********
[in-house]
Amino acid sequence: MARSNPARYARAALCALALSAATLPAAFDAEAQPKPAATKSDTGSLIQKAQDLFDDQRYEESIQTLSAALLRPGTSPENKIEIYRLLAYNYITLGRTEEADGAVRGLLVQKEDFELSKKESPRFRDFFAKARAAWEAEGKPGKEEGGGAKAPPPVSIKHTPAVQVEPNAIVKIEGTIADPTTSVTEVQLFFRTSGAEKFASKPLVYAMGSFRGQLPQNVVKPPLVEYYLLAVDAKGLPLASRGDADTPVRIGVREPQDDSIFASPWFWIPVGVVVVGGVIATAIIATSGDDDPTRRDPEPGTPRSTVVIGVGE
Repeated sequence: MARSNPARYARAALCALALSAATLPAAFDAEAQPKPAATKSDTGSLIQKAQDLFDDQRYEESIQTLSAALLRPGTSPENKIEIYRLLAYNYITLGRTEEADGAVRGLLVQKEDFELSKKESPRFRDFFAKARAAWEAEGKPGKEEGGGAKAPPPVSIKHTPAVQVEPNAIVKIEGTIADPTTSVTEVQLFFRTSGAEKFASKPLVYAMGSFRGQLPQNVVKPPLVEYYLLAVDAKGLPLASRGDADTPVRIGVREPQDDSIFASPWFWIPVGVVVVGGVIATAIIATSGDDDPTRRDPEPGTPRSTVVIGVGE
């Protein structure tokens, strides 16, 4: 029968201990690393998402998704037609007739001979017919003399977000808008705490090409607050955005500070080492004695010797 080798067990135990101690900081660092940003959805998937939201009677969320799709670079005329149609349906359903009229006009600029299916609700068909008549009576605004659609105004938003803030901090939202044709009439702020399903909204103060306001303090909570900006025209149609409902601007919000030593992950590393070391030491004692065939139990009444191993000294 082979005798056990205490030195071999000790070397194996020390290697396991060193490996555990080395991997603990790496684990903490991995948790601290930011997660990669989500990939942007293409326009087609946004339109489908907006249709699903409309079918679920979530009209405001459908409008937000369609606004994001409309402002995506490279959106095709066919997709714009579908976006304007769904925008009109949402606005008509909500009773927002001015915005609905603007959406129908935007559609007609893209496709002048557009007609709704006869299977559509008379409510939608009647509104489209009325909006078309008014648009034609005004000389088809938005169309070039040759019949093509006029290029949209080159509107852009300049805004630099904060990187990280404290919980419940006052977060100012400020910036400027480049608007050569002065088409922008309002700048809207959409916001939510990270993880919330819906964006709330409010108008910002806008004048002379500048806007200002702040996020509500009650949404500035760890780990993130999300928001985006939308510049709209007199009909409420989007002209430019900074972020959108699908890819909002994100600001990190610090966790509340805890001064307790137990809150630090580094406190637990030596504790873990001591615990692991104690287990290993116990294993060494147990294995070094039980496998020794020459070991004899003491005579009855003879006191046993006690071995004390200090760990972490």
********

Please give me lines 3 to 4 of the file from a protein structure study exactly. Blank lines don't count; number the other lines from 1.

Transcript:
Repeated sequence: MARSNPARYARAALCALALSAATLPAAFDAEAQPKPAATKSDTGSLIQKAQDLFDDQRYEESIQTLSAALLRPGTSPENKIEIYRLLAYNYITLGRTEEADGAVRGLLVQKEDFELSKKESPRFRDFFAKARAAWEAEGKPGKEEGGGAKAPPPVSIKHTPAVQVEPNAIVKIEGTIADPTTSVTEVQLFFRTSGAEKFASKPLVYAMGSFRGQLPQNVVKPPLVEYYLLAVDAKGLPLASRGDADTPVRIGVREPQDDSIFASPWFWIPVGVVVVGGVIATAIIATSGDDDPTRRDPEPGTPRSTVVIGVGE
């Protein structure tokens, strides 16, 4: 029968201990690393998402998704037609007739001979017919003399977000808008705490090409607050955005500070080492004695010797 080798067990135990101690900081660092940003959805998937939201009677969320799709670079005329149609349906359903009229006009600029299916609700068909008549009576605004659609105004938003803030901090939202044709009439702020399903909204103060306001303090909570900006025209149609409902601007919000030593992950590393070391030491004692065939139990009444191993000294 082979005798056990205490030195071999000790070397194996020390290697396991060193490996555990080395991997603990790496684990903490991995948790601290930011997660990669989500990939942007293409326009087609946004339109489908907006249709699903409309079918679920979530009209405001459908409008937000369609606004994001409309402002995506490279959106095709066919997709714009579908976006304007769904925008009109949402606005008509909500009773927002001015915005609905603007959406129908935007559609007609893209496709002048557009007609709704006869299977559509008379409510939608009647509104489209009325909006078309008014648009034609005004000389088809938005169309070039040759019949093509006029290029949209080159509107852009300049805004630099904060990187990280404290919980419940006052977060100012400020910036400027480049608007050569002065088409922008309002700048809207959409916001939510990270993880919330819906964006709330409010108008910002806008004048002379500048806007200002702040996020509500009650949404500035760890780990993130999300928001985006939308510049709209007199009909409420989007002209430019900074972020959108699908890819909002994100600001990190610090966790509340805890001064307790137990809150630090580094406190637990030596504790873990001591615990692991104690287990290993116990294993060494147990294995070094039980496998020794020459070991004899003491005579009855003879006191046993006690071995004390200090760990972490």